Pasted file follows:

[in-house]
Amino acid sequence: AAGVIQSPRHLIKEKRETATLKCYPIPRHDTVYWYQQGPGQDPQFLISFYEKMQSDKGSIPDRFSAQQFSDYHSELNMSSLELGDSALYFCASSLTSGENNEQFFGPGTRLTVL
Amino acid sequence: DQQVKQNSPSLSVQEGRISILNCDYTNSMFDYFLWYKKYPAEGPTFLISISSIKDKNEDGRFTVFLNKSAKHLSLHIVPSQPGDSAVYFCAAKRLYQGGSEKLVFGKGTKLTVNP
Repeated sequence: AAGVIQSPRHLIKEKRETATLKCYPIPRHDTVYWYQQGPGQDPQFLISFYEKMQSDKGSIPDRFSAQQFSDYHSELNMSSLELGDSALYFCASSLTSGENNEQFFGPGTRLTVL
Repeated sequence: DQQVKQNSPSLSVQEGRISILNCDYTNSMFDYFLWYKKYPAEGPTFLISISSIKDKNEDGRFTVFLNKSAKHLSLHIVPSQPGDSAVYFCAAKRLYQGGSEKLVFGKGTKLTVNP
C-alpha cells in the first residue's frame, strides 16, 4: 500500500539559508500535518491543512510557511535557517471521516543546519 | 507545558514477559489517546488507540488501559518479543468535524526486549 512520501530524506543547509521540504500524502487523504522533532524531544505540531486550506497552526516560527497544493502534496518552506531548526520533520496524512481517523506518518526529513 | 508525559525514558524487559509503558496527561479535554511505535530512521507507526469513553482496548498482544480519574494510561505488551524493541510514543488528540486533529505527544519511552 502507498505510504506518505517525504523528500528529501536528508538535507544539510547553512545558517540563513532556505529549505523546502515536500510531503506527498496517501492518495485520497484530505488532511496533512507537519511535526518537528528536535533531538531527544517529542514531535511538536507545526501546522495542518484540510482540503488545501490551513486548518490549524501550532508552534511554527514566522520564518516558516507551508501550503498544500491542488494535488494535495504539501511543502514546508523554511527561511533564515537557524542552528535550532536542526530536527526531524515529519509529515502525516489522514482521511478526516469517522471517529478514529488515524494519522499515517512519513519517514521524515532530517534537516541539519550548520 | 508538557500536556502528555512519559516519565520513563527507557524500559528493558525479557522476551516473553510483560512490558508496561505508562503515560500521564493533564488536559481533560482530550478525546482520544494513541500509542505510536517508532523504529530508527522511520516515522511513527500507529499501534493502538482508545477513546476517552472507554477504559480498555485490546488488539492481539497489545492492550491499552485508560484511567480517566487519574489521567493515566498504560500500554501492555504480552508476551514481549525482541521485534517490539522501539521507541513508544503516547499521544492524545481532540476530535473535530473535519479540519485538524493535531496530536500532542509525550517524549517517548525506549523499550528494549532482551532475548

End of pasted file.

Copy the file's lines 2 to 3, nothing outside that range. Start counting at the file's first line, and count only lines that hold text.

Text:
Amino acid sequence: AAGVIQSPRHLIKEKRETATLKCYPIPRHDTVYWYQQGPGQDPQFLISFYEKMQSDKGSIPDRFSAQQFSDYHSELNMSSLELGDSALYFCASSLTSGENNEQFFGPGTRLTVL
Amino acid sequence: DQQVKQNSPSLSVQEGRISILNCDYTNSMFDYFLWYKKYPAEGPTFLISISSIKDKNEDGRFTVFLNKSAKHLSLHIVPSQPGDSAVYFCAAKRLYQGGSEKLVFGKGTKLTVNP